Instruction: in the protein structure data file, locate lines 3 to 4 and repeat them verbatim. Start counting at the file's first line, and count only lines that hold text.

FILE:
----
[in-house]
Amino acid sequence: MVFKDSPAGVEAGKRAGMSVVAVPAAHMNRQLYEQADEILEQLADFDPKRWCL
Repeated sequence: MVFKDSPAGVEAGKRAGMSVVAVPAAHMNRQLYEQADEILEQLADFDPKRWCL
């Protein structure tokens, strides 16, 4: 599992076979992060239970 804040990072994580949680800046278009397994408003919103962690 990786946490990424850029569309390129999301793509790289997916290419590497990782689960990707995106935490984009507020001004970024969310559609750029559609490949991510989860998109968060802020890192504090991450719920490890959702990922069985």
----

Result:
Repeated sequence: MVFKDSPAGVEAGKRAGMSVVAVPAAHMNRQLYEQADEILEQLADFDPKRWCL
């Protein structure tokens, strides 16, 4: 599992076979992060239970 804040990072994580949680800046278009397994408003919103962690 990786946490990424850029569309390129999301793509790289997916290419590497990782689960990707995106935490984009507020001004970024969310559609750029559609490949991510989860998109968060802020890192504090991450719920490890959702990922069985």